Legal Q & A with Angel: Buying a Home in Mexico

Sherri and Neil from New York state write:

Dear Angel, we have been looking to buy a home in Mexico and have been looking at the Puerto Vallarta area and Los Cabos. As we are “big” on due diligence, we have found so many varying factors in purchasing here in Mexico, from the notary process (very different than at home), to bank trusts, and even just the ability to see a clean title.

Our main question here is, how do we best navigate these very confusing waters, what is the difference between a notary in Mexico and the USA, and, lastly, how can we help ourselves gain a level of confidence to move forward on a purchase? Gracias!

Angel responds:

Hello Sherri and Neil. First, congratulations on wanting to be an educated buyer! Often, I see members of the guest community who have “fallen in love” with a property and a lifestyle—and apparently left their common sense at the border. In my opinion, the largest obstacle to buying in Mexico is getting over the hump of not knowing what you don’t know. As your question is extremely pertinent and is actually three questions in one, let me break the answers down for you.

First, you are looking to buy in a beach area as “foreigners” (I like to use the term guests), and beach areas are in Mexico’s “restricted zone,” i.e., a zone within 100 km of the international border and 50 km of the seacoast. When buying a home in the interior of Mexico that is not in the country’s restricted zone, you can take the title (escritura) in your name, but with a beach property, you will need to hold ownership through a bank trust known in Spanish as a fidecomiso.

Ownership through trust is like owning property through an LLC. Imagine that you own a company, and the company owns a vehicle or property. You are technically the owner of the vehicle or property through the ownership of the underlying corporation. The trust gives you all the rights of ownership such as the right to sell, rent, donate, or bequeath.

Second, you ask about the difference between an American notary and a Mexican notario. Mexico is a civil law jurisdiction based on Roman civil law, under which a notario plays a much larger role than a notary in the U.S. and with greater responsibility.

For example:

Requirement to practice. A Mexican notario must hold a law degree with a specialty in notarial law, have at least three years of experience at a notario office, and pass a stringent final exam. Those who qualify and pass typically are appointed as a notario by the office of the state governor. In the United States, on the other hand, a notary does not need a law degree, and becoming a notary is a much simpler process involving filing the necessary documents, paying the applicable fees, and not having a criminal record. Liability. As explained above, in the United States it is not mandatory to be a lawyer to be a notary. A U.S. notary is therefore forbidden from providing any type of legal advice or drafting legal documents. In Mexico, on the other hand, a notario can provide legal advice, issue judicial opinions, oversee the drafting of legal documents and certify their legal validity, intervene in judicial proceedings, act as an arbitrator or mediator, etc. In Mexico, a notario can be held liable in both civil and criminal matters. As you can see there are great and numerous differences between the roles and the scope of legal powers of Mexican notarios and U.S. notaries.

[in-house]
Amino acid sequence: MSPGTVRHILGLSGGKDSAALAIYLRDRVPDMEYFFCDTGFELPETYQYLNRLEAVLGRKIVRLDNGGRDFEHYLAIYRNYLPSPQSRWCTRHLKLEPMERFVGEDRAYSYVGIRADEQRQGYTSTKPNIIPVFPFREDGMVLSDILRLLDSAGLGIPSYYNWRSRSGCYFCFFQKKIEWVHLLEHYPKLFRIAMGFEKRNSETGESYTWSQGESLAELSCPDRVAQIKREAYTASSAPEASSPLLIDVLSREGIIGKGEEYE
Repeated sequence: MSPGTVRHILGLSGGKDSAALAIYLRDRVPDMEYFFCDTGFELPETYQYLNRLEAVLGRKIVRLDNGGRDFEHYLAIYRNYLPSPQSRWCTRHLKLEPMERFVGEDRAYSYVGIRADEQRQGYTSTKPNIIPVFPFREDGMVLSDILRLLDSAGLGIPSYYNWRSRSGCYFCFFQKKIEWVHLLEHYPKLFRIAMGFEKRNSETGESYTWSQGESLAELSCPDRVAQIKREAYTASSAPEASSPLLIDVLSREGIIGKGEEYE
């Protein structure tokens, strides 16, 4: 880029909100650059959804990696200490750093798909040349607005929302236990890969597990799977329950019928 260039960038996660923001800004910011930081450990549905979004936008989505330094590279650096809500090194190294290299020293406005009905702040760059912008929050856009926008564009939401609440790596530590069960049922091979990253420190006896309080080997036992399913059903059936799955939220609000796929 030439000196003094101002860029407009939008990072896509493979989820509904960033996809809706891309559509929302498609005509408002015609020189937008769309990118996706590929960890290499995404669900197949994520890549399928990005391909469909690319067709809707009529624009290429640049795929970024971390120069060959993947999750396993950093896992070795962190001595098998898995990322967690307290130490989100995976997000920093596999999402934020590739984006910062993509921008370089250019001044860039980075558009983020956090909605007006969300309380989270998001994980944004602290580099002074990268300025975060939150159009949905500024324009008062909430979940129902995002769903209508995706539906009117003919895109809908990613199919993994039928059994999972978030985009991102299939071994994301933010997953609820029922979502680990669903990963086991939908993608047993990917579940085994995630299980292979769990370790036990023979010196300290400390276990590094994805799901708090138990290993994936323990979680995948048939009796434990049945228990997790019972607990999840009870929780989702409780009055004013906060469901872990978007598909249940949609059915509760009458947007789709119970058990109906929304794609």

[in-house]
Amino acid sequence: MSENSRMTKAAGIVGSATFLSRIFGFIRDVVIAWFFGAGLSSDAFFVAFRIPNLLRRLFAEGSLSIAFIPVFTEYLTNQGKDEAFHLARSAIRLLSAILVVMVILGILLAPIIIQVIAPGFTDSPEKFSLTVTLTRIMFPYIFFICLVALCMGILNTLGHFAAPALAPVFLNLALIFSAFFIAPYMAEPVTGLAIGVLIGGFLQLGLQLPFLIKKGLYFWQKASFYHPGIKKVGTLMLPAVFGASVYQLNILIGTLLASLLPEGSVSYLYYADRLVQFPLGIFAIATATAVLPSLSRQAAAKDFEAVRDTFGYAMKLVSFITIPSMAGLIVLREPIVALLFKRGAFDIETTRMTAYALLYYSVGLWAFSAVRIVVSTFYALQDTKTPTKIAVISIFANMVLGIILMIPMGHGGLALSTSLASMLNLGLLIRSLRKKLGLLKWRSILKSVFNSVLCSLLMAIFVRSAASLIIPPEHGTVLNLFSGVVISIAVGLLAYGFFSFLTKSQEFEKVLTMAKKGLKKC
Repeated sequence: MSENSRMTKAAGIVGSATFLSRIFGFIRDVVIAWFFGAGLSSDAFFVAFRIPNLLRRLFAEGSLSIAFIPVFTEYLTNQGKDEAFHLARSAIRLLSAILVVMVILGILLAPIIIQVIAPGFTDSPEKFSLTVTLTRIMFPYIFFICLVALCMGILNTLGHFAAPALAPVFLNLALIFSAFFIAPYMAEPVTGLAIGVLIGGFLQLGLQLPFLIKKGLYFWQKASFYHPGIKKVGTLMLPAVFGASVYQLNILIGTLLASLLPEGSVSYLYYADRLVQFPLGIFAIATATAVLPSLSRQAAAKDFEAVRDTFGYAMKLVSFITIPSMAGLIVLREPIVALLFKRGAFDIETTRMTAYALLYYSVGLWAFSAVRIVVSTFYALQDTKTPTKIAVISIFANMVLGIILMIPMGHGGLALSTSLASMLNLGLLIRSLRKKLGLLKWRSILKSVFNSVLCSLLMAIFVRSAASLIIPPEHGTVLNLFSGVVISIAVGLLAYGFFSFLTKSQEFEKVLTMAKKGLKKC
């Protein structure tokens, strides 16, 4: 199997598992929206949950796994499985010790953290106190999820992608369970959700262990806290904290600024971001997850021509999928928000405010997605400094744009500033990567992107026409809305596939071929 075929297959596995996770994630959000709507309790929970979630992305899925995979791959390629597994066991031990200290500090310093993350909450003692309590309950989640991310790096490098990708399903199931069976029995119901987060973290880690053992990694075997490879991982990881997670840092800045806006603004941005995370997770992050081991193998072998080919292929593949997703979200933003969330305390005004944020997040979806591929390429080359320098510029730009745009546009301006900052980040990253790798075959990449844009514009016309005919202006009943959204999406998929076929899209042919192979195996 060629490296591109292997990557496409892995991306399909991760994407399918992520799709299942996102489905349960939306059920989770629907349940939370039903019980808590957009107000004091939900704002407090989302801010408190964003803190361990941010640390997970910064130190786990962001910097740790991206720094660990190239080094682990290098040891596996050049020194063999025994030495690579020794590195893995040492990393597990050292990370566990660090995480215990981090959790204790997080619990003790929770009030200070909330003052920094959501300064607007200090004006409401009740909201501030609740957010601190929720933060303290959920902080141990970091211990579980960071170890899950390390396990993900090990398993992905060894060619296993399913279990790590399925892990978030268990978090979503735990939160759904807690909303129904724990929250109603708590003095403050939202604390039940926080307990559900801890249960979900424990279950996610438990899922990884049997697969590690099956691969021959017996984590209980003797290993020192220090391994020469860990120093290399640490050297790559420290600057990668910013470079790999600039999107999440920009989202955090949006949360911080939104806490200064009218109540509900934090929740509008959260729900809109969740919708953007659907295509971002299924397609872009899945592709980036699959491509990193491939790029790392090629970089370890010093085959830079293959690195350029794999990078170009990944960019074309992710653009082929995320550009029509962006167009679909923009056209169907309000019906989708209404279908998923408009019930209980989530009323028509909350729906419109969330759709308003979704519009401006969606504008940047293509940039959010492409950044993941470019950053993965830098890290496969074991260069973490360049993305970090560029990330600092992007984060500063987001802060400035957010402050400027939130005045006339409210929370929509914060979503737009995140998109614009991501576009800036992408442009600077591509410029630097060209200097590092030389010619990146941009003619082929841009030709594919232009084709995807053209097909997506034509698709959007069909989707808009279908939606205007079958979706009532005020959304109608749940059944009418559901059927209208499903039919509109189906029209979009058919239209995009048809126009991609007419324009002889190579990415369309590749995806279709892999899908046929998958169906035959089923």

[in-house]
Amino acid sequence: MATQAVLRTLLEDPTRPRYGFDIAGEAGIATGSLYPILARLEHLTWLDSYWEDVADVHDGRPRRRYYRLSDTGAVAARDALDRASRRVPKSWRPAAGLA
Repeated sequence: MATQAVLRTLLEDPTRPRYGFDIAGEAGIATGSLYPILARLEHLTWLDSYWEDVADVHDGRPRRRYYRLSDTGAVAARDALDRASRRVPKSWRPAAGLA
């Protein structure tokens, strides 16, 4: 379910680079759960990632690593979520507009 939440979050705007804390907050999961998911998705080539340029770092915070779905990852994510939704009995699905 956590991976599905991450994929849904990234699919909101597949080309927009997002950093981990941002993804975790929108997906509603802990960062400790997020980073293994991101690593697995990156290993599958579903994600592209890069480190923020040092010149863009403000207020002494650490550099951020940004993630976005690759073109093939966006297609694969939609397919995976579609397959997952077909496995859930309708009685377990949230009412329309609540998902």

As to your third question about gaining the competency you are looking for, there are three essential tools to use with all purchases in Mexico, the first being a title company with experience in buying and selling to “guests” of Mexico and who have experience in both the beach areas (restricted zones) as well as the interior. A title company usually charges a small fee to provide all the due diligence for you, i.e., items like certificates of “no-lien,” verification of title, back taxes, past-due HOA fees, probate, etc.

Second, a good, full-service title company will also have access to a legal staff to help you navigate your “buy/sell” agreements, deposits, penalty clauses, timeframes, establishing the escrow contract, etc. Other services might include acting as your power of attorney (facilitated through a notario) and processing your Secretary of Exterior Relations permits. A very good title service will also help you to plan and reduce future capital gains taxes and provide the immigration services needed to achieve residency in Mexico.

Lastly, it should be said that under Article 28 of federal law, buyers have the exclusive right to choose their legal representation, their “closing team,” and the notario who will give ensure the deed title is clear and recorded at the Public Registry. Don’t let yourself be bullied into using the seller’s “team.” Having your own legal representation is a key piece of ensuring a “proper sale” occurs.

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